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Bliss is our birthright

I have a wonderful picture of a lion on the front cover of my soon-to-be released book, Aging into Bliss.  I’ve been working really hard on the book, by the way, which is why I haven’t written a post for a little while. I’m sorry about that.

The lion in my cover picture is alone and at rest in the South African bush. He gazes out at his world through partly-closed eyes and looks very much at peace with himself and his world. He is a picture of bliss – which of course is the point, given that is the theme and title of my book.

Bliss is our birthright

Bliss is our birthright. Mind you, just because we’re blissful doesn’t mean we can’t also be ready.  There’s no doubt in my mind that if a threat emerged in his vicinity, the wonderful lion in my picture would move aggressively and decisively to meet that threat.

He is getting on a bit, the lion on my cover. He has obviously seen a lot in his life, and would have a lot of stories to tell if he was so inclined. For example, a piece is missing from one of his ears where I presume he was bitten in a fight back along the way. But although he is aging, he is gorgeous. The power of his presence is undeniable.

It’s my hope that the picture will symbolize a central premise of my book, which is that our true nature is also blissful and strong. Our presence is also undeniable.  And though our bodies age, our unconquerable spirit does not age.

We too are born free

We too are free. We may not feel free some of the time, for various reasons. But this does not deny the fact that we too are “born free,” just like the lion on the front cover of my book — and like Elsa, the lionness made famous by Joy and George Adamson in their book, Born Free.

Freedom is our destiny. It is our birthright. It is our true nature, just as joy is our true nature and peacefulness of mind and heart is our true nature.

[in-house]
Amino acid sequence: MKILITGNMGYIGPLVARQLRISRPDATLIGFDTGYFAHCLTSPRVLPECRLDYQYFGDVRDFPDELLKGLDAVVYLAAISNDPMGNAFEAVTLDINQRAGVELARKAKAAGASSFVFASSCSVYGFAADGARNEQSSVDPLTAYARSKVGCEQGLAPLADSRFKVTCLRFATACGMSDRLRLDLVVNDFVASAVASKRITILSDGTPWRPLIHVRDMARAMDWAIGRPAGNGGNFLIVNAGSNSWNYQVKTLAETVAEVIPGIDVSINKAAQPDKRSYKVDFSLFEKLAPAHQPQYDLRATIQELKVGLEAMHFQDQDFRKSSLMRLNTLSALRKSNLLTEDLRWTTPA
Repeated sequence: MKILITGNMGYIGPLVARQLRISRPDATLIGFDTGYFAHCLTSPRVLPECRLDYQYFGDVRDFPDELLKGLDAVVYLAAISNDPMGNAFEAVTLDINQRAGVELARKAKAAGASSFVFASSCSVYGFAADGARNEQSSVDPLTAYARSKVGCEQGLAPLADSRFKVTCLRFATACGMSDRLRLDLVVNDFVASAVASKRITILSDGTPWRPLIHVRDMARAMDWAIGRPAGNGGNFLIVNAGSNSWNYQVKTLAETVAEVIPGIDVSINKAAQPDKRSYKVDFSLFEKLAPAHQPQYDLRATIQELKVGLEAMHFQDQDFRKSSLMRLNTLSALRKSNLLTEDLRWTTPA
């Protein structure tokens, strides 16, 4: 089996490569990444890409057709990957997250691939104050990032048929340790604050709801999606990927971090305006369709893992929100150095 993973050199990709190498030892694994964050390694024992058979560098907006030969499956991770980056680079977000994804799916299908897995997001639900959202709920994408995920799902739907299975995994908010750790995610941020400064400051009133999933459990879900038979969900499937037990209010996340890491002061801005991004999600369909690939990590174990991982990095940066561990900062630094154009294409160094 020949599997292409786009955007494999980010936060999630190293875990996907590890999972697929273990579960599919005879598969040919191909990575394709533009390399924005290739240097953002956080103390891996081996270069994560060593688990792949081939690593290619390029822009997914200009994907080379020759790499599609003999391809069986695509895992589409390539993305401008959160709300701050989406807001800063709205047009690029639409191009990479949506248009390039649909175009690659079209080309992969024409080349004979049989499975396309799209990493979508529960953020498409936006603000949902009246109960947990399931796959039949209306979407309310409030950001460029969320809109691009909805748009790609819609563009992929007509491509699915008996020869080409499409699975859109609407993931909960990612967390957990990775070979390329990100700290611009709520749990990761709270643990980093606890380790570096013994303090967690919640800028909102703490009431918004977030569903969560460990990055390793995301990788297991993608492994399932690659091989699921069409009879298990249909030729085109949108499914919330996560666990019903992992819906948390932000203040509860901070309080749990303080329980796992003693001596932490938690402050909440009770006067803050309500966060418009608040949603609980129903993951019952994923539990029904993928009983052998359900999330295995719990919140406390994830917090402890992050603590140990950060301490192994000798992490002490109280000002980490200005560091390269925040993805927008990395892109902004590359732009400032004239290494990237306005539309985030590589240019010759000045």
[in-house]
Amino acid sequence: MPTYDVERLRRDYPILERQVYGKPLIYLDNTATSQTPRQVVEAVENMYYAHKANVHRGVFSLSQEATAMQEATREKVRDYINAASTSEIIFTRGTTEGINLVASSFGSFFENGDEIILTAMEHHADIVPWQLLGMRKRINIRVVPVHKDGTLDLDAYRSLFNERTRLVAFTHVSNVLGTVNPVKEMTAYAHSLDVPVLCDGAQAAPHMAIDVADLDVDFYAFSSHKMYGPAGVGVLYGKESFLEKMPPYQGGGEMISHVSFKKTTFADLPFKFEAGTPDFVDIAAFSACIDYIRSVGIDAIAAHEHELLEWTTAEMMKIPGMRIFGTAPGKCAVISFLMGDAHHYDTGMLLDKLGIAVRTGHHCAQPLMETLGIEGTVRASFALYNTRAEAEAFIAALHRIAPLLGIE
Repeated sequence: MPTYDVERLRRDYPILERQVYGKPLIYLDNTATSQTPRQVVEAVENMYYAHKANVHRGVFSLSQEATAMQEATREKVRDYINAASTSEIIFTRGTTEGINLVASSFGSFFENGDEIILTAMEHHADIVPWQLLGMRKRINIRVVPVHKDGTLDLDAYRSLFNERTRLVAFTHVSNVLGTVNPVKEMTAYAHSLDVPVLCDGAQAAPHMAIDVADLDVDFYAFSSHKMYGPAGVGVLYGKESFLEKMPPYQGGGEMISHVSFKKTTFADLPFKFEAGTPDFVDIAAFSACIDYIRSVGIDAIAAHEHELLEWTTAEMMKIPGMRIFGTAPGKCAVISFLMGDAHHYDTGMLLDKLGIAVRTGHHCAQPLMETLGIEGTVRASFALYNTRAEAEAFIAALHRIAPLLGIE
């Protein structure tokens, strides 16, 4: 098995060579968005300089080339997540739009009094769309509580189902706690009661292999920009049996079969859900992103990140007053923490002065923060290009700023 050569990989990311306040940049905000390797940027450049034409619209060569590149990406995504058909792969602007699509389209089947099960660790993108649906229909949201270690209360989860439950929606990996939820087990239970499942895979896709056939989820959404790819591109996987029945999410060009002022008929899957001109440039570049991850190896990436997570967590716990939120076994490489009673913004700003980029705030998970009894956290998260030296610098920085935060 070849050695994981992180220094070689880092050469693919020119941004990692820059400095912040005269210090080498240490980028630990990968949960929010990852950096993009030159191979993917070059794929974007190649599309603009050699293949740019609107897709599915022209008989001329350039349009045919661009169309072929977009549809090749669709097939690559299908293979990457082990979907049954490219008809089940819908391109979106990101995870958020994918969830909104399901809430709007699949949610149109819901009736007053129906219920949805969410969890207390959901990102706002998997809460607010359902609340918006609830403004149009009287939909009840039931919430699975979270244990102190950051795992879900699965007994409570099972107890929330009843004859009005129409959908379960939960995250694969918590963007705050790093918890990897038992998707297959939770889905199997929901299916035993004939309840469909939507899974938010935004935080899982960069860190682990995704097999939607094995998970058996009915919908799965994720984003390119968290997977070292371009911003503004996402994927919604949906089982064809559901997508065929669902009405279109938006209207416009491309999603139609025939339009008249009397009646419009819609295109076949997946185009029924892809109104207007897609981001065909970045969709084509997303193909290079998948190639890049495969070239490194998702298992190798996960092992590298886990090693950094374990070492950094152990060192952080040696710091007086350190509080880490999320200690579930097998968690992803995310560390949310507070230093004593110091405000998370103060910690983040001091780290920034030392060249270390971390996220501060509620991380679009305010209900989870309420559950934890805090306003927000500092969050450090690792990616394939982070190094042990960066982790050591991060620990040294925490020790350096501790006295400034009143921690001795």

Not only lions are magnificent. We too are magnificent. And aging, despite its challenges — I argue in my book — can be a door to an ever deeper experience of the wisdom, happiness and love that is our birthright.

Some trepidation in my heart

As I get ready to launch my book there is some trepidation in my heart, trepidation that is natural, perhaps, when we push our boundaries a bit and tackle something new. But there is also an enormous feeling of thankfulness.

I am so thankful for the opportunity I have to share something of my own experience and passion relative to aging — to contribute to the conversation that, as Dr. Linda Fried of the International Longevity Project at Columbia University observed recently, we so urgently need  on this subject.

“We have such a human aversion to getting old; it’s associated with death, and death is scary,” said Dr. Fried. “But as a society, we have not had the conversations we need to have. There are huge opportunities there.”

Aging does seem to have a bad rap in our culture. But speaking for myself, as I enter my 80’s, I find that despite its challenges aging is a door to increasing happiness and fulfillment.

“I’ve had a beautiful life and I love everyone”

I love some words spoken recently by a centenarian named Lille Magette. Lille, who lives in Centennial, Colorado, quite near to JoAnn and me, was one of dozens of U.S. Army nurses who landed on Utah Beach after the invasion of Normandy to care for the wounded and dying in WWII. At a birthday party in her honor, Lille Magette was quoted in the Denver Post as saying, “I’ve had a beautiful life, and I love everyone.”

What beautiful words. May we echo these sentiments when we look back on our own life journey.

I send you blessings and love. Thank you for your support, it means a lot to me. By the way, I’ve self-published print books before but I’m a babe in arms as far as digital publishing is concerned. If you have any tips or ideas re marketing my book – or any other thoughts re the above article – please do share. I would surely appreciate it.

Picture credit:   safari-partners

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